Losing Bt

The discovery and development of microbial pesticides like Bt, or Bacillus thuringiensis, was big news twenty years ago. These have proved remarkably effective over the intervening decades and have become a near essential component of many organic gardeners’ pest control programs. Yet it is likely that we will be losing some of these valuable biological tool in the next ten years—maybe even sooner.

Genetic engineers for the multinational agricultural chemical companies (tagged “Big MACCs” by one tongue-in-cheek trade journalist) have found a way to insert a gene they isolated from the Bt bacteria (and then patented), into two major American field crops—corn and cotton—so that the plant tissues themselves contain the toxin produced by the Bt organism. This makes every bite a pest takes poisonous and gives near perfect control of pests in the field, but it also means that resistance to the Bt toxin, previously unheard of, is starting to develop.

Why? Organic gardeners, who use only as much spray as will do the job, and only in the immediate area of a pest outbreak, can be sure that any pests which survive will mate with those who were not exposed, and thus their offspring—following the laws of genetics—are less to develop a resistance to Bt. But in order to earn back the enormous investment the Big MACCs have made in the biotechnology to implant the Bt gene into their crops, they have covered the landscape with millions of acres of patented “Bt-enabled” crops (up to 90 percent of planted acreage of corn and cotton), every cell of which will contain the toxin. And this enormous evolutionary pressure on the pest species can be expected to induce  resistance within as little as three to five years.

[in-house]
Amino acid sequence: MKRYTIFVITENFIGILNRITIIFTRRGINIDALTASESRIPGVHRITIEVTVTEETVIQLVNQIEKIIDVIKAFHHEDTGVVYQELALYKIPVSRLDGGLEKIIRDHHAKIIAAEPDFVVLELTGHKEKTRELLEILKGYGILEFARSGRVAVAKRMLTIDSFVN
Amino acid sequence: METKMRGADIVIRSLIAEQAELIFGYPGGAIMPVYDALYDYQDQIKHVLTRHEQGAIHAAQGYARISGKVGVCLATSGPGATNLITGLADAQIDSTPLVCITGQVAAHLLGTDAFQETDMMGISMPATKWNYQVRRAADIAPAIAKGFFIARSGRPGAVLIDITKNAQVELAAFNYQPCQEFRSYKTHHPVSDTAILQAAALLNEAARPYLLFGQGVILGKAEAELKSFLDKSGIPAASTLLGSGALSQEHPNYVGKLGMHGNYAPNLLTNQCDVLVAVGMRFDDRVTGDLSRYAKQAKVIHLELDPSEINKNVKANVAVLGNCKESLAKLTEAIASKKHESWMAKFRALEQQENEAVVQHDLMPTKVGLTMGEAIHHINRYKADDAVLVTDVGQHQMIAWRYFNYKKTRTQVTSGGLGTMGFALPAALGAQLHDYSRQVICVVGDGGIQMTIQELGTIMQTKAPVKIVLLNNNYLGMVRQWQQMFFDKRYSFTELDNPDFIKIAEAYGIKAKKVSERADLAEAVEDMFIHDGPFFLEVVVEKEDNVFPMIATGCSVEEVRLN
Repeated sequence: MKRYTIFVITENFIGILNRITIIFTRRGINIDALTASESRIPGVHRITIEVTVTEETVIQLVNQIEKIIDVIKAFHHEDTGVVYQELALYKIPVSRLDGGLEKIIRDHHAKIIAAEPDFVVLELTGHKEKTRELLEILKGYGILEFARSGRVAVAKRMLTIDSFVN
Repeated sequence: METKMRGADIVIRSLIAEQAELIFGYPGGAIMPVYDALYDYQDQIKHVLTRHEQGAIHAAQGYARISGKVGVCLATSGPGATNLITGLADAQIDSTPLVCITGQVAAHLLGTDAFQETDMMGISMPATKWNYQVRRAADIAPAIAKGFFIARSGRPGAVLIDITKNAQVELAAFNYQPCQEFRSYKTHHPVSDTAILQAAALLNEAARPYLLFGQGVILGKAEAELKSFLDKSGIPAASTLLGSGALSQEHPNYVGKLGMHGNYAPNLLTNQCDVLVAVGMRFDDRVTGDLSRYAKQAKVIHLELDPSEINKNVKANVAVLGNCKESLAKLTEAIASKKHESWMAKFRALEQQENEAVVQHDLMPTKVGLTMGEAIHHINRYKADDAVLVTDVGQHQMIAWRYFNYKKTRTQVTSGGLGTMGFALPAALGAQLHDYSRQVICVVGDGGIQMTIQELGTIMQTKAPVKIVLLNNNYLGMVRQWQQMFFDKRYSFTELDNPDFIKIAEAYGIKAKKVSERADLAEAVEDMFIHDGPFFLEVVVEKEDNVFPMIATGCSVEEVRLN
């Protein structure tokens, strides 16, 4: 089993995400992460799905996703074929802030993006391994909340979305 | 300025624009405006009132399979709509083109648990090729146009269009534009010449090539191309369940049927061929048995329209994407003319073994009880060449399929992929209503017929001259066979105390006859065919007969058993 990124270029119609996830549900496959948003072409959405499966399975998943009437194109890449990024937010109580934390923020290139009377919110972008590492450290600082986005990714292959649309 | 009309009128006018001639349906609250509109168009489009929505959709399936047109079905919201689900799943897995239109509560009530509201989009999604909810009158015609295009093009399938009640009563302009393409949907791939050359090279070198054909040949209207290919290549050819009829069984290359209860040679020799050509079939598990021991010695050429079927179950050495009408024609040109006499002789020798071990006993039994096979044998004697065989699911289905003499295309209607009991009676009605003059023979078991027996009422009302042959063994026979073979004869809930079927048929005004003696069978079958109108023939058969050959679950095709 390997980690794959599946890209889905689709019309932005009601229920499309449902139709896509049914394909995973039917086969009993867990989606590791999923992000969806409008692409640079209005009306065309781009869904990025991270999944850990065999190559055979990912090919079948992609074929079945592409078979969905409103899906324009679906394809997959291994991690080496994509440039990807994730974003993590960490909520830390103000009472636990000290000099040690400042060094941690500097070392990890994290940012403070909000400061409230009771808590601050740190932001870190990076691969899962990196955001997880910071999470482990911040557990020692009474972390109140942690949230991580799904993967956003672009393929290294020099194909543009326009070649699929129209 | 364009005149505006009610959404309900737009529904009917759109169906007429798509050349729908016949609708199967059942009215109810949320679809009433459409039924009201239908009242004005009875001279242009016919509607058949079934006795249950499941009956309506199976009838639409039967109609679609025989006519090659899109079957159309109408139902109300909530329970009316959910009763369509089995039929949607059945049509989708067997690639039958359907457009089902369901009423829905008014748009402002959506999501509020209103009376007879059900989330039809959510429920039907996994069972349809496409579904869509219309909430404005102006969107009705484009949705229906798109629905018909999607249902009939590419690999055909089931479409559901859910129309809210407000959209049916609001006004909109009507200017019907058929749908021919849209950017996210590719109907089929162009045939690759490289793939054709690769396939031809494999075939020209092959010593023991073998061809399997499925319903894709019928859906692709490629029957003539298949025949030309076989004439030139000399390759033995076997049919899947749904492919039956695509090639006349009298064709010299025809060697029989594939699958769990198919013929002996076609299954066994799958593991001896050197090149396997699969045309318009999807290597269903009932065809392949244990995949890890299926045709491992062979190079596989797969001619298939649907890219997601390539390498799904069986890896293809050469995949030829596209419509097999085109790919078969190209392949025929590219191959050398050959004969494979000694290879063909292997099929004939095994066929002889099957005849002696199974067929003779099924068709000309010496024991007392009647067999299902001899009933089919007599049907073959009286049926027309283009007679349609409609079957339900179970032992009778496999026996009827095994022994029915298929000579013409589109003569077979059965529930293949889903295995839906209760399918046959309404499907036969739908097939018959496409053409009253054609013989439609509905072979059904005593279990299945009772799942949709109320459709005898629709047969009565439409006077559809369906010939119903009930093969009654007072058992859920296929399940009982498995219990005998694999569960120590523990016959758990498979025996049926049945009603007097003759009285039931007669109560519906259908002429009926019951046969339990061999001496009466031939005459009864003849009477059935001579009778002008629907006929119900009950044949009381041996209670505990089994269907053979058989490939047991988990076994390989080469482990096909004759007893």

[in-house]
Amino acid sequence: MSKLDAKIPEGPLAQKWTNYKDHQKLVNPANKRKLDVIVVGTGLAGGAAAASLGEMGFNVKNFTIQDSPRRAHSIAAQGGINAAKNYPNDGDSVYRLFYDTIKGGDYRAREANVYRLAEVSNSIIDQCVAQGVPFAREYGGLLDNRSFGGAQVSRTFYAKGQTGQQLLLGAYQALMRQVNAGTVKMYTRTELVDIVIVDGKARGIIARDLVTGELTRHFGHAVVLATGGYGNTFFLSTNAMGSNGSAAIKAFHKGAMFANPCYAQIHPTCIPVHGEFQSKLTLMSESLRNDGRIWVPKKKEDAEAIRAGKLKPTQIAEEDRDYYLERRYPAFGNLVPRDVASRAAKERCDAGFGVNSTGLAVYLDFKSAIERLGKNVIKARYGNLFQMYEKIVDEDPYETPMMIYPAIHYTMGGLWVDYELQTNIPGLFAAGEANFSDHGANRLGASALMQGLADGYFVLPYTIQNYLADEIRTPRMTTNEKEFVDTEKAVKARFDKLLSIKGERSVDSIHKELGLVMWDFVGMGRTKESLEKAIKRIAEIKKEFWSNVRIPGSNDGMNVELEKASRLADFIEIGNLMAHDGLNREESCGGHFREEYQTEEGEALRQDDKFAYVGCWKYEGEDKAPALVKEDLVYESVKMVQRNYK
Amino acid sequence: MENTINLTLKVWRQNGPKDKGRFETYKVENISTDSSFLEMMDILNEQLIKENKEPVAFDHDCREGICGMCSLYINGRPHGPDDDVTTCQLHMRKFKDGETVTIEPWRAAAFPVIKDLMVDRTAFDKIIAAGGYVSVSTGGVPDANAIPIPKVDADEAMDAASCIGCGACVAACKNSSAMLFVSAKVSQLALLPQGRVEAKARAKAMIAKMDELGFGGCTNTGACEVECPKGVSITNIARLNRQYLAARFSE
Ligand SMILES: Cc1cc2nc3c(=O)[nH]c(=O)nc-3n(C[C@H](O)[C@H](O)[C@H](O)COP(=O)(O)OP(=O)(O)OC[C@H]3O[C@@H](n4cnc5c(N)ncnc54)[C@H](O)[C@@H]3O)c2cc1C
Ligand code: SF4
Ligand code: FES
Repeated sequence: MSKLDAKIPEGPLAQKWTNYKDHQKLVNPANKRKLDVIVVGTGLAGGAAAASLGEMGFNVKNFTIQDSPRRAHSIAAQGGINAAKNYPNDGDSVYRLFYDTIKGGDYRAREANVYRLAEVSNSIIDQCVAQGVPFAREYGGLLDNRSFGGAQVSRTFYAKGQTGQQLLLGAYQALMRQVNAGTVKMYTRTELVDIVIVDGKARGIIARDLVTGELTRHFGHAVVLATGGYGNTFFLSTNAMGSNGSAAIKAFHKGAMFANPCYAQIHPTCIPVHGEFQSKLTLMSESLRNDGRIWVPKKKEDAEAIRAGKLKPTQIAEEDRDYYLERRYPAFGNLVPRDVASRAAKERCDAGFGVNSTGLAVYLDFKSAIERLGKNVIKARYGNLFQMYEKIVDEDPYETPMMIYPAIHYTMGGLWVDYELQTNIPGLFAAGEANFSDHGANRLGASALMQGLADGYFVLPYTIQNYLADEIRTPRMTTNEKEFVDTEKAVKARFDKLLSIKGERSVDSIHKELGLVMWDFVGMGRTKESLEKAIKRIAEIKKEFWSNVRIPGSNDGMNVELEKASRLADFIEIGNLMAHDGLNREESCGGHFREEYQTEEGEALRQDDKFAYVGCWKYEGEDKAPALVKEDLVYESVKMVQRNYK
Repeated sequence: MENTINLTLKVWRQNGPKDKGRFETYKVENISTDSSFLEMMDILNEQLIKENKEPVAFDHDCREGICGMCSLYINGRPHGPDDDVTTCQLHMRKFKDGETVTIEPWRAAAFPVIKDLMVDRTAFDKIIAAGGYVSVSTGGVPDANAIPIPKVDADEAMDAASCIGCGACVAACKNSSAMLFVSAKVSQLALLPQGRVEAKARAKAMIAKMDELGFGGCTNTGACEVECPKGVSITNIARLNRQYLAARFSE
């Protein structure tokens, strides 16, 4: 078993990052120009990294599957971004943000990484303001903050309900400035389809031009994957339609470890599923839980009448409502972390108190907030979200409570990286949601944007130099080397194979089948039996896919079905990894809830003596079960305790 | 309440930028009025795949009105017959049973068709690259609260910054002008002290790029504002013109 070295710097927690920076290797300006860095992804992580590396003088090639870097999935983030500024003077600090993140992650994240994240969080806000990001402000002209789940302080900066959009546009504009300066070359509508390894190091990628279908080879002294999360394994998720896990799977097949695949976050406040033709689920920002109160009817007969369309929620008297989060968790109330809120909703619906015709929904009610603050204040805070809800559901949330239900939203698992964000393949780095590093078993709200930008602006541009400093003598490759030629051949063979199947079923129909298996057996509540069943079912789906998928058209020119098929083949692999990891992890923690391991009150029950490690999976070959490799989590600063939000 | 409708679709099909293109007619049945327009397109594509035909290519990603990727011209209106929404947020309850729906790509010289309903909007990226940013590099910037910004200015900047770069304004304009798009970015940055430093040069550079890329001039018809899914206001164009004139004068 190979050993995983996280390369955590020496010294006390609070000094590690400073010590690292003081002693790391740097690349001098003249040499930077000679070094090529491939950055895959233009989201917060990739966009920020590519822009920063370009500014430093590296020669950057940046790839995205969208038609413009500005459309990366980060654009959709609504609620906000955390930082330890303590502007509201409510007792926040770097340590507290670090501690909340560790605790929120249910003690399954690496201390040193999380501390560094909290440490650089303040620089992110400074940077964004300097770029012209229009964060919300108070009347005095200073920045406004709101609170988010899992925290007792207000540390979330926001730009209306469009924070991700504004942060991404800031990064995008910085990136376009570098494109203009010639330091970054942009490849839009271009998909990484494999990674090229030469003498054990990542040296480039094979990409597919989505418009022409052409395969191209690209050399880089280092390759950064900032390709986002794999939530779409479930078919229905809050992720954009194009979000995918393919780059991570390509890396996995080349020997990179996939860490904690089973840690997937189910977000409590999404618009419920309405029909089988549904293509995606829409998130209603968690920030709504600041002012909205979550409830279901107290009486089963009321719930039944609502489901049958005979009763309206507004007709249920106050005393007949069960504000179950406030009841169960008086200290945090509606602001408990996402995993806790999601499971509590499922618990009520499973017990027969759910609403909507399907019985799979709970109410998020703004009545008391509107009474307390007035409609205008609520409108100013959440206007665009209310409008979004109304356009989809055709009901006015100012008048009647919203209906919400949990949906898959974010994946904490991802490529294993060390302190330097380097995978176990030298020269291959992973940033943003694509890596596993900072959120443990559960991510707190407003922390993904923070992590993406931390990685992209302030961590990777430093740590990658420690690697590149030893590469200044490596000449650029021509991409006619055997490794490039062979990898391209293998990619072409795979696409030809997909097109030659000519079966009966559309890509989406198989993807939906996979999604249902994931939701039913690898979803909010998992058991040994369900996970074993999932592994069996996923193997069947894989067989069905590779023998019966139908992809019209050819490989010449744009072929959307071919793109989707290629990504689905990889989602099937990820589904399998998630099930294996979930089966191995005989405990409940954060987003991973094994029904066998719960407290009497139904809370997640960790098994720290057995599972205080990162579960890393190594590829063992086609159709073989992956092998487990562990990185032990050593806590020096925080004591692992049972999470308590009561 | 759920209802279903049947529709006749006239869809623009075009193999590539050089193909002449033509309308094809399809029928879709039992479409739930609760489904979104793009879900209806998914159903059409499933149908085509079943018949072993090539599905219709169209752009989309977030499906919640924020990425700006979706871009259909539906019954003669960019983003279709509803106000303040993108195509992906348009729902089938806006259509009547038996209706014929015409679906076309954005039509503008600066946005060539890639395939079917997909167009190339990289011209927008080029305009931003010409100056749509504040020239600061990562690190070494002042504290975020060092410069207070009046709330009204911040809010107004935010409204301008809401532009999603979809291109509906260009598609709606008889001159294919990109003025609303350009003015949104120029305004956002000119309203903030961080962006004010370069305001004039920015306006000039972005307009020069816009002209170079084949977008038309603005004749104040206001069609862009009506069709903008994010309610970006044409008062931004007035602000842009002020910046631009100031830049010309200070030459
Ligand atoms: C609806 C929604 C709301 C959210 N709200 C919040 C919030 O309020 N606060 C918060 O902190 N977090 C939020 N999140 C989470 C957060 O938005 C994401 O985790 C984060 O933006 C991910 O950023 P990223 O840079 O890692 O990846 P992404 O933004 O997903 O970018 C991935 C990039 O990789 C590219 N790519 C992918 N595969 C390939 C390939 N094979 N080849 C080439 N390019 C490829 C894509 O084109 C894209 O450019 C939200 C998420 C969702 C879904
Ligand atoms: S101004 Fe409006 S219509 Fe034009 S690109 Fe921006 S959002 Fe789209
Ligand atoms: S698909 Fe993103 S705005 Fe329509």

Company researchers have a plan however: they insist that farmers plant, say, 4 percent of their land to non-Bt crops (so there will be at least some unexposed mating partners), with the result that resistance can be put off long enough for alternatives to be developed. Their second plan: isolate slightly different versions of the Bt toxin and alternate them so that the pests don’t develop resistance quite so quickly. Of course this also means — like with the “tail-fin wars” of Detroit in the late 1950′s and early 1960′s, that there will always be new product to sell.

In the meantime, of course, organic growers will be relegated to collateral damage as our best long-term, sustainable control for vegetable garden pests will be ruined, and we will all be made dependent on the chemists’ newest products.

The most galling part of the whole scam is that when we want to protect land from development to preserve biological diversity, the “Wise Use” movement insists that this represents a “taking” of property rights (read: development rights, or logging or mining rights) and that the landowners affected should be compensated. But where are they when private companies want to “take” the livelihood from organic farmers and gardeners by privatizing and then destroying our best means of controlling damaging pests? What about compensation for the “taking” represented by the privatization of the gene pool and other creations of nature?

ShepherdLosing Bt

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